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Kitchen gardens

Planting a vegetable garden and growing culinary herbs are great ways to help cut grocery bills and reduce food waste and might even help with burning off those post-Christmas calories while you're digging, planting, weeding, and harvesting. And they taste great!

Fresh vegetables in a cane basket


When you grow your own produce you can pick your food at its peak of ripeness when the flavours and nutrients are at their best. Have you ever tasted a tomato straight off the vine? Even if you don't have much space, it's possible to grow almost any vegetable in pots, such as dwarf beetroot and carrots. Herbs are tolerant of many growing conditions and you can grow them in pots in the smallest of apartments. They'll add a refreshing kick to your cooking.

It can be really gratifying to know that you've sown a seed and cared for it while it grows. You can also give children a hands-on experience of where food comes from — and they'll love running out to the yard to hunt and harvest their own dinner.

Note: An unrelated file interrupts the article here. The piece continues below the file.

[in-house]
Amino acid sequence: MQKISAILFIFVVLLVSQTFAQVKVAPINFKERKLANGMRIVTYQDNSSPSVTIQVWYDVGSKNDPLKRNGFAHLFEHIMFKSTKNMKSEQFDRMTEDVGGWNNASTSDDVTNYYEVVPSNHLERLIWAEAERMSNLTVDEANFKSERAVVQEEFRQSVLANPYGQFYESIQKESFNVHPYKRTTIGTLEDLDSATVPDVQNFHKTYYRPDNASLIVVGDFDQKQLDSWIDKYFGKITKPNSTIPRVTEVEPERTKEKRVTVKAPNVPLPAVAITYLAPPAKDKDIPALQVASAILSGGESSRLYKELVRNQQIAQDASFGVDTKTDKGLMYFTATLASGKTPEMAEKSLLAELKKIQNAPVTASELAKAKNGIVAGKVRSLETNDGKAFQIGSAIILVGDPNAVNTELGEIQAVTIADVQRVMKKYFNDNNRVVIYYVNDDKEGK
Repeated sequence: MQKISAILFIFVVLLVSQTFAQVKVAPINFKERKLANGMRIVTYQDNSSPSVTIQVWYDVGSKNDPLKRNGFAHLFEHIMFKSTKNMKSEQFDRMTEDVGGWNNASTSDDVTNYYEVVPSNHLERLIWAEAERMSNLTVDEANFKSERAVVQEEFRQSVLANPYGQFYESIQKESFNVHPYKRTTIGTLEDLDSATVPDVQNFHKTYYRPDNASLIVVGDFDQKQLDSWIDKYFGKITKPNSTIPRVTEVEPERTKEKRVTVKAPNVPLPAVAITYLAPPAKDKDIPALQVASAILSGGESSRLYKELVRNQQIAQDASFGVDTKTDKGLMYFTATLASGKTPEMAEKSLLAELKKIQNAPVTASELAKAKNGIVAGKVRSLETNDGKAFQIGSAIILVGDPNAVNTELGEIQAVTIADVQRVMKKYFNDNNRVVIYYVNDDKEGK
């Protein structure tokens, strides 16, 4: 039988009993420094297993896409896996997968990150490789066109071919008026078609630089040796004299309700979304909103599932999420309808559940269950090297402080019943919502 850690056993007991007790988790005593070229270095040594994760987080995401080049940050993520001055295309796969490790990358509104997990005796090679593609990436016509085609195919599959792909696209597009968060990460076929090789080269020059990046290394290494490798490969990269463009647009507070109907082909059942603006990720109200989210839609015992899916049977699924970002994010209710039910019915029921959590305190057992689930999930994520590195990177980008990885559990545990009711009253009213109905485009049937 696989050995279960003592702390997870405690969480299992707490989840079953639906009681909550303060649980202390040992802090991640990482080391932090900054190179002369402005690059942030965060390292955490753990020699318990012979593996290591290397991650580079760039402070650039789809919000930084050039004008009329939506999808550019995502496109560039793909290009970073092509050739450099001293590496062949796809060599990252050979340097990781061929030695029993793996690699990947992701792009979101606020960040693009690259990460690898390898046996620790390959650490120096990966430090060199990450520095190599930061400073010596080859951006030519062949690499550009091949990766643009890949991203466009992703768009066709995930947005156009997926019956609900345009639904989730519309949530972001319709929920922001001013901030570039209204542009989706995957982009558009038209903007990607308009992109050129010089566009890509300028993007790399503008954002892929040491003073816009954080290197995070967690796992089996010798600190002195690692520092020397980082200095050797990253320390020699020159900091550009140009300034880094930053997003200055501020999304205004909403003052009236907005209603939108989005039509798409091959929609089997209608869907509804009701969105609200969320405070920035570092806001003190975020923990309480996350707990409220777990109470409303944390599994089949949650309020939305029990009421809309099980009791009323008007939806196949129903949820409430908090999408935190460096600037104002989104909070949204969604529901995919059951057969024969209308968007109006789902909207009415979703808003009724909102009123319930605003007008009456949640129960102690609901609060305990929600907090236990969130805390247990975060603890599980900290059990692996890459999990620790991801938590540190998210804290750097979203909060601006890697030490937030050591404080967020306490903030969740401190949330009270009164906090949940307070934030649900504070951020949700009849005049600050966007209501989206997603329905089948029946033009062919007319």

By growing your own produce you also know exactly what goes into your food. You can minimise the use of chemical fertilisers and pesticides which are pollutants that can get washed or blown into stormwater drains and local waterways. Keep in mind that pesticides don't discriminate between good insects and bad pests. Try out some organic pest remedies instead, like placing saucers of beer near plants that are susceptible to snail attack—snails are attracted to the smell of beer. Boiling water will kill weeds if you pour it directly onto them but take care to avoid your plants. This method is especially good for weeds in paving cracks. Vinegar will kill couch grass. Once you've identified which pests you need to control, you can surf the internet for many more organic remedies to make at home.

Work out what grows best in your local climate zone and check out gardening websites to help get you started and work out a summer timetable.